Fractured Factoids: It Never Rains in Antarctica by Barbara Seuling
It never rains in Antarctica, but girl, don't they warn ya.
It snows, yes, it snows!
A single hailstone measured in the United States was 18.75 inches around. That's almost the same size as a soccer ball.
In one winter season from 1998 to 1999, 1,40 inches of snow fell at Mt. Baker, Washington.
In 1947, a storm in the Sahara Desert blew reddish dust and deposited it in the Swiss Alps, 1000 miles away. The dust turned the snow pink.
Barbara Seuling's latest Freaky Facts mini-volume, It Never Rains in Antarctica: and Other Freaky Facts About Climate, Land, and Nature features these and many more oddities from the world of climatology and geography. Caves--got 'em, including Howe Caverns in New York, which provided forced air cooling for a hotel long before air conditioning units were invented and lava tube caves which can have icicles and frozen floors while the outside air is +100 degrees.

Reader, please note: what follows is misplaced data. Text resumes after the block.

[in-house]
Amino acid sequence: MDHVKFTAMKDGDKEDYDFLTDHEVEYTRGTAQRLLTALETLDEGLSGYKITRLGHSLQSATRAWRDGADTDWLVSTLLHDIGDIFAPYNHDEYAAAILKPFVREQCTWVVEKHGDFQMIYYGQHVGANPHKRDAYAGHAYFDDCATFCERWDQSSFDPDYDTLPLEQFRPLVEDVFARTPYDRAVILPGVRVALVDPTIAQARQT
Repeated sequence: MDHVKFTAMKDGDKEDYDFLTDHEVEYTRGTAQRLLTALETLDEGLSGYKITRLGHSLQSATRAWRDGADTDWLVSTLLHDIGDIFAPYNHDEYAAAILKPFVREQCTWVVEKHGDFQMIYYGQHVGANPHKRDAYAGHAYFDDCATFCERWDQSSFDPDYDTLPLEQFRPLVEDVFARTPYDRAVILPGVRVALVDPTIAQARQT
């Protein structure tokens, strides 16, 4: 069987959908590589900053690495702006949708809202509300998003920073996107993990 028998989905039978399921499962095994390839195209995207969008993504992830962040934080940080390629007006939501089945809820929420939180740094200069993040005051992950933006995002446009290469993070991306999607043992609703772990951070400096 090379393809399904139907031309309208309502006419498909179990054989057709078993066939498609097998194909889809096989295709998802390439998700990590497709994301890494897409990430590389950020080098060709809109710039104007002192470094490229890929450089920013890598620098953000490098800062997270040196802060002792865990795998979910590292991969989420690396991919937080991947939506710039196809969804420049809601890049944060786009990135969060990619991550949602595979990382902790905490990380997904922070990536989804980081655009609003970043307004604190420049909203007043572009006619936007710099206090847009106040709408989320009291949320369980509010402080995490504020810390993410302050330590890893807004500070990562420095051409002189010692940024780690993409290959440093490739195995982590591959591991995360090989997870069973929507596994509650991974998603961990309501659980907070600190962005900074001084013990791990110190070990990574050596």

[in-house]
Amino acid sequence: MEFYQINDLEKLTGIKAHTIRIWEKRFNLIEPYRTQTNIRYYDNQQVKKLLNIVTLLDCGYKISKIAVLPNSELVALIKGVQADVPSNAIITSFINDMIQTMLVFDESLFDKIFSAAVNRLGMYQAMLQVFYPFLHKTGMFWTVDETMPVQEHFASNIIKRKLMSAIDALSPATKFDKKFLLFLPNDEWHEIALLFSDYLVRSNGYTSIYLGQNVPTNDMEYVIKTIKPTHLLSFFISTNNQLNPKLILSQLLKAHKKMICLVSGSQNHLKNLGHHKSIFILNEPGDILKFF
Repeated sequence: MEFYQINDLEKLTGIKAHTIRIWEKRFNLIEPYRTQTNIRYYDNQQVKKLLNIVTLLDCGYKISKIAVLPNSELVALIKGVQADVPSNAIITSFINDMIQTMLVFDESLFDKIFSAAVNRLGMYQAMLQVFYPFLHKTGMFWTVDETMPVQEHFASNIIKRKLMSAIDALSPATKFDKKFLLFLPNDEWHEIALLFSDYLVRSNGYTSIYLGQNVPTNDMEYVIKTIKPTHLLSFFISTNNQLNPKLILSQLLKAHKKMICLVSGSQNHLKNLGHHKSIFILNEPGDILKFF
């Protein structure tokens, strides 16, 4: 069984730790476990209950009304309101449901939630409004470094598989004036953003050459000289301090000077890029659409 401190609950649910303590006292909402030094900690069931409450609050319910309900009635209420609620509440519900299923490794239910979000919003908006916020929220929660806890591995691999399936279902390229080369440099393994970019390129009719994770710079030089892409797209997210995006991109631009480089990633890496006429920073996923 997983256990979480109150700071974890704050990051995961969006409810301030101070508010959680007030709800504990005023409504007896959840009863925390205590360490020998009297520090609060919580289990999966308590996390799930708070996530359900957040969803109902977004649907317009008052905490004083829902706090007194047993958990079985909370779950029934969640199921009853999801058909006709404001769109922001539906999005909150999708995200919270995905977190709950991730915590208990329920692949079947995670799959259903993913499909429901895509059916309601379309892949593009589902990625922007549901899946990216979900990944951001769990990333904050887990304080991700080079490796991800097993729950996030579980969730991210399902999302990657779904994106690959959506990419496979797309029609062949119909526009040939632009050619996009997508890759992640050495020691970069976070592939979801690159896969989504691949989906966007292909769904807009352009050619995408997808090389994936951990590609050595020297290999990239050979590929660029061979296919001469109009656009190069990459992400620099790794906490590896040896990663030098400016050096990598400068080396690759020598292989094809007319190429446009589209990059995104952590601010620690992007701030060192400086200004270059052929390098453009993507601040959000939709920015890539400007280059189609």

Bodies of water? How about the lake with the longest name--Lake Chargoggagoggmanchauggagoggchaubunagungamaugg, in Massachusetts! Or the Tonie Sap River of Cambodia, which flows northward half the year and southward the other half. Weather oddities? Lightning is necessary for plant life, combining nitrogen with oxygen to form nitrogen oxides necessary for growth. And did you know that the U.S has the most tornadoes of any country, but Zimbabwe gets the most lightning. Freeze to death at the Equator? Yep, on top of old Mount Kenya, at 17,058 feet high.
This book has plenty more fascinating and freaky facts about earth science. And for more science oddities, just see the other mighty minis in Seuling's Freaky Facts series for lots more "Hey, listen to this!" factoids.